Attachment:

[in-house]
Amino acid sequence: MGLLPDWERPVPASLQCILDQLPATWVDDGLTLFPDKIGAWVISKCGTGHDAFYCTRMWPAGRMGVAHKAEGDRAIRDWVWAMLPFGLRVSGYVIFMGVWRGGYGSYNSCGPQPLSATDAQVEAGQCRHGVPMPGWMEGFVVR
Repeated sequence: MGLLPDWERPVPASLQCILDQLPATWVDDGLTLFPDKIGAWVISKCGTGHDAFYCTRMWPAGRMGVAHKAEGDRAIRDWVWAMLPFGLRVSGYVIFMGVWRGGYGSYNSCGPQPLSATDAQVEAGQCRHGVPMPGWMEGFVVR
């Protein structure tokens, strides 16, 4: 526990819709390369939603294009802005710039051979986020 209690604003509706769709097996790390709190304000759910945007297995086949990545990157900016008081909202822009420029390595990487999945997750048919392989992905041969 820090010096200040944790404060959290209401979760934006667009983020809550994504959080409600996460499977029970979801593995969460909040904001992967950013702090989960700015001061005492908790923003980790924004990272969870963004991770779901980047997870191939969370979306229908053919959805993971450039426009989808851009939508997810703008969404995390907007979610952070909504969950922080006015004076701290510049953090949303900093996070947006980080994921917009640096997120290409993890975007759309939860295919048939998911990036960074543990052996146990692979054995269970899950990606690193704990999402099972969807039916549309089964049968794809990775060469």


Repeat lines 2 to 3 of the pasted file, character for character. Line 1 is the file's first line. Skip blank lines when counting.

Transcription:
Amino acid sequence: MGLLPDWERPVPASLQCILDQLPATWVDDGLTLFPDKIGAWVISKCGTGHDAFYCTRMWPAGRMGVAHKAEGDRAIRDWVWAMLPFGLRVSGYVIFMGVWRGGYGSYNSCGPQPLSATDAQVEAGQCRHGVPMPGWMEGFVVR
Repeated sequence: MGLLPDWERPVPASLQCILDQLPATWVDDGLTLFPDKIGAWVISKCGTGHDAFYCTRMWPAGRMGVAHKAEGDRAIRDWVWAMLPFGLRVSGYVIFMGVWRGGYGSYNSCGPQPLSATDAQVEAGQCRHGVPMPGWMEGFVVR